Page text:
This is a list of the most popular of the 355 British English Activities in the Britlish Library. This list will change daily as students enjoy the activities and will give you the chance to see what other students around the world are finding helpful to their studies.
Master the Vowel in Tree / iː / with this English Pronunciation Activation Pack. The biggest problem for students is hearing and producing the difference between the long vowel / iː / and the short vowel / ɪ /. These two sounds are next to each other on the IPA chart and are thus very similar. The difference is one of length, and the Pronunciation Activator will give you lots of practice with minimal pairs containing the long vowel / iː / and the short vowel / ɪ /. With enough practice you will soon be able to distinguish the two sounds.IPA Chart CourseSupport Us
Activate the The Vowel in Bird / ɜː / with this English Pronunciation Activation Pack. In this Pronunciation Activation Pack we will be looking at the seventh of the pure vowels / ɜː /. We will look at the letter combinations that give the / ɜː / sound. We will look at lots of words which have the / ɜː / sound in them. Finally, we will activate your ability to hear and produce the / ɜː / sound correctly. Letter Combinations for / ɜː / - The long vowel sound / ɜː / can be found in the following letter combinations: ER, EER, UR, URR, IR, YR, YRR, W+OR, EAR, OUR, and rarely OLO, EU and EUR.IPA Chart CourseSupport Us
The 18 idioms are, cast-iron stomach, go belly up, to be yellow-bellied, hate someone's guts, gutted, gut-wrenching, not able to or cannot stomach something, a fire in your belly, sick to the stomach, a gut reaction or feeling, butterflies in your stomach, misery guts, turn the stomach, in the pit of your stomach, I have no stomach for something, have guts, to have a strong stomach, and have a bellyful of something. This British English idioms lesson will help to you learn, remember, and use 18 common British English idiomatic expressions to do with the digestive system.Body Idioms CourseSupport Us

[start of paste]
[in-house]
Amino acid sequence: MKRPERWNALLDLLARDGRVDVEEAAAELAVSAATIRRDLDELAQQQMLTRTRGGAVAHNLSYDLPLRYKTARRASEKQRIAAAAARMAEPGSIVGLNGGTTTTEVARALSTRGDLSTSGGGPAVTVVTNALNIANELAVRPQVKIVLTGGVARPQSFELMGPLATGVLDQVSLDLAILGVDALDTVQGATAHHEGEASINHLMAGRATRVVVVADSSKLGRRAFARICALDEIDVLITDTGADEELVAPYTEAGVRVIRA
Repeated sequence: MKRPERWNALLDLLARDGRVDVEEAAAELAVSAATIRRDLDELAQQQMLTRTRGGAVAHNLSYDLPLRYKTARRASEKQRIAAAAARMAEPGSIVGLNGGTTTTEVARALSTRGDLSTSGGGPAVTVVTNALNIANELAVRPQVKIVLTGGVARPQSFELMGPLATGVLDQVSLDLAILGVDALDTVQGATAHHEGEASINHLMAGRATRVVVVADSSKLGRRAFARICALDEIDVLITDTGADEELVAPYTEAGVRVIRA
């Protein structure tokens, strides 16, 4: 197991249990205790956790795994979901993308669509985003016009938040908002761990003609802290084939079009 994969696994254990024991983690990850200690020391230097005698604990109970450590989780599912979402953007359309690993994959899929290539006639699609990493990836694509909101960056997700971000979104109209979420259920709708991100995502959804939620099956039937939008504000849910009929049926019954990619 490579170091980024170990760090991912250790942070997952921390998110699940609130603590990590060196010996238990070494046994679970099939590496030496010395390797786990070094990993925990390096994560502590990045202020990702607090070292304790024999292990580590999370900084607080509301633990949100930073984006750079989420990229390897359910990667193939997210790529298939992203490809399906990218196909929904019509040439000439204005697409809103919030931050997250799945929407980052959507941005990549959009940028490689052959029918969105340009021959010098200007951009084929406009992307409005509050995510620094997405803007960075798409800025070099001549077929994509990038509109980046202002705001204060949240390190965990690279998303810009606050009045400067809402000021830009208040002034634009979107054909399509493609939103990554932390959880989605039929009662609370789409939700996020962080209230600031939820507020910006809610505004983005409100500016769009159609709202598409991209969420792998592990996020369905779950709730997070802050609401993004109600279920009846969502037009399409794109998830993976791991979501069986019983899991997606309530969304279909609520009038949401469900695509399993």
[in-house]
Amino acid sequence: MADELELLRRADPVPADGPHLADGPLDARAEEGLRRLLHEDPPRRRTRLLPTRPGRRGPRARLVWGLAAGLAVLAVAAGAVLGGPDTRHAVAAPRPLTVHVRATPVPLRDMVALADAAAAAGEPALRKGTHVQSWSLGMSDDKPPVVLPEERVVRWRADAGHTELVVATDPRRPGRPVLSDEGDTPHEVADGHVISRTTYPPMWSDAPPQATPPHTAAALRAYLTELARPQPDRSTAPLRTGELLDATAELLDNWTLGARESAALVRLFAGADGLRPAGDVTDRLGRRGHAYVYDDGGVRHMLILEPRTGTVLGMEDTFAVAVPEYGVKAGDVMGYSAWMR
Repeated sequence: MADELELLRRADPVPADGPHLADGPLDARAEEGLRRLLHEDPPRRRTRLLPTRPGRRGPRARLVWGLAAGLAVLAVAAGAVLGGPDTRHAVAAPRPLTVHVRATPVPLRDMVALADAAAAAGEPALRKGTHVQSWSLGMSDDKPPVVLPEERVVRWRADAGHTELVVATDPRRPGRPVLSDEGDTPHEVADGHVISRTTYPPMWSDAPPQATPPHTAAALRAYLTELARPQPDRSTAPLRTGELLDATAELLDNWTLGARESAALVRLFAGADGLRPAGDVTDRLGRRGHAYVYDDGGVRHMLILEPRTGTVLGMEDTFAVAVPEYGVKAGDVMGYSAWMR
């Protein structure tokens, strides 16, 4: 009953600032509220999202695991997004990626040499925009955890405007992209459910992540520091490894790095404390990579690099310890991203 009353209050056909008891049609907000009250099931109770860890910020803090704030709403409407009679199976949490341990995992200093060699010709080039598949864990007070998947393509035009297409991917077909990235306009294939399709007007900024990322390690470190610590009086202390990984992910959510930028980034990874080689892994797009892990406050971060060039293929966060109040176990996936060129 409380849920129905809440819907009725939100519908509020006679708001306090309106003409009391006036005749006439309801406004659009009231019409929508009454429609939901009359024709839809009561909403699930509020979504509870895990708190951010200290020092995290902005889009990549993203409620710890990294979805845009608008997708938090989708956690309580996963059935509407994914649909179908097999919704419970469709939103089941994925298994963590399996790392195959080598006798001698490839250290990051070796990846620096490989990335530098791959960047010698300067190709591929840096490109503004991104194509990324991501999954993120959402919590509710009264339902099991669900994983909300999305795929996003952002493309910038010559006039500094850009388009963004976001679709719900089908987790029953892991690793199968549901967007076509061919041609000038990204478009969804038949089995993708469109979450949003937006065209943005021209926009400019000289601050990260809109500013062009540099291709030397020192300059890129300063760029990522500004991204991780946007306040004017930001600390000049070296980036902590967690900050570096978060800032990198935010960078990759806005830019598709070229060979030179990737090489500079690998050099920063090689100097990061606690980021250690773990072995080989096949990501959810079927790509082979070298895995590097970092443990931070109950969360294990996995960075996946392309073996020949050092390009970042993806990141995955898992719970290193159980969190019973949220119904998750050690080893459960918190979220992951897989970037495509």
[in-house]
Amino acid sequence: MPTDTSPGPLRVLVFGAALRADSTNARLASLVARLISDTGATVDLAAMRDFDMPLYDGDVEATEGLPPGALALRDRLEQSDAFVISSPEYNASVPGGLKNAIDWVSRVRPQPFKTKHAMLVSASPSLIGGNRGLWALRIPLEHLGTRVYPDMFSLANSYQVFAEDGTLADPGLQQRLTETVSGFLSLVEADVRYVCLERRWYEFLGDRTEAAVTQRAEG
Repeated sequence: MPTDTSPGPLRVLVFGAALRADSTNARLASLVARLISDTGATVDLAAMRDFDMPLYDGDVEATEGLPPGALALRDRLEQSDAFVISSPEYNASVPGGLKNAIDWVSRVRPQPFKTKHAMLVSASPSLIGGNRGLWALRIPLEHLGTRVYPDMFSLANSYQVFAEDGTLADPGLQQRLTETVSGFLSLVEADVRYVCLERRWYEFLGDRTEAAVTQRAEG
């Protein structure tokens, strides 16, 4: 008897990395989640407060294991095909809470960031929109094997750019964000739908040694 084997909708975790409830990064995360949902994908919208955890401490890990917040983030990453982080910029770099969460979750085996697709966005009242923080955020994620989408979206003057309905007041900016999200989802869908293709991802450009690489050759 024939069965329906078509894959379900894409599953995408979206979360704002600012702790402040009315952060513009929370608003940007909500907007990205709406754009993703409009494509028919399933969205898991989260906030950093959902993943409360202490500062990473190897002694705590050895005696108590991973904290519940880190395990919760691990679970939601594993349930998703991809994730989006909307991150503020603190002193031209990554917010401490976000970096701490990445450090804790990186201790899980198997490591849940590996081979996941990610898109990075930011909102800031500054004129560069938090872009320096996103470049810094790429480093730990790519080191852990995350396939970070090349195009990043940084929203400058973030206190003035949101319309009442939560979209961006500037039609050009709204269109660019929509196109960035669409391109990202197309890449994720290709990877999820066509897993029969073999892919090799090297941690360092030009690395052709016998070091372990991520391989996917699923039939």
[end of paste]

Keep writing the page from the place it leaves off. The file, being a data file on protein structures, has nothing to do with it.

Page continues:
A syllabic consonant is a consonant that is pronounced as a syllable. The two main syllabic consonants in English are /l/ or /n/ sounds. The /l/ syllabic consonant occurs at the end of the word bottle, while the /n/ occurs in words like listen. Syllabic consonants occur mainly in the final syllable of words. In this lesson, we will look at the 11 possible letter combinations that can result in a final-syllable /l/ syllabic consonant: a syllable which has a consonant not a vowel as the peak. I have chosen one word for each of the following endings which produce a syllabic consonant: -ble, -cle, -dle, -fle, -gle, -kle, -ple, -sle, -tle, -xle, and -zle. Some of these combinations have many examples, while others have few. There are no other -*le endings in English words which produce the /l/ syllabic consonant.Support Us
Can you challenge yourself on one of the most important factors that is tested in the FCE - vocabulary? Having a larger vocabulary allows you to understand and use a wider range of words, which will help you to express yourself more clearly and accurately. Additionally, a larger vocabulary will also helps you to read and understand texts more easily. In this challenge, you will be testing yourself on words that are considered difficult for students at FCE level. By mastering these words, you will be well on your way to acing the FCE and achieving your language goals.LeaderboardFCE CourseSupport Us
Learn English with the most innovative and engaging English lessons available anywhere on the Internet and all completely free of charge! To personalise your experience in the Britlish Library and to keep track of the lessons you have studied, sign up for a free account today.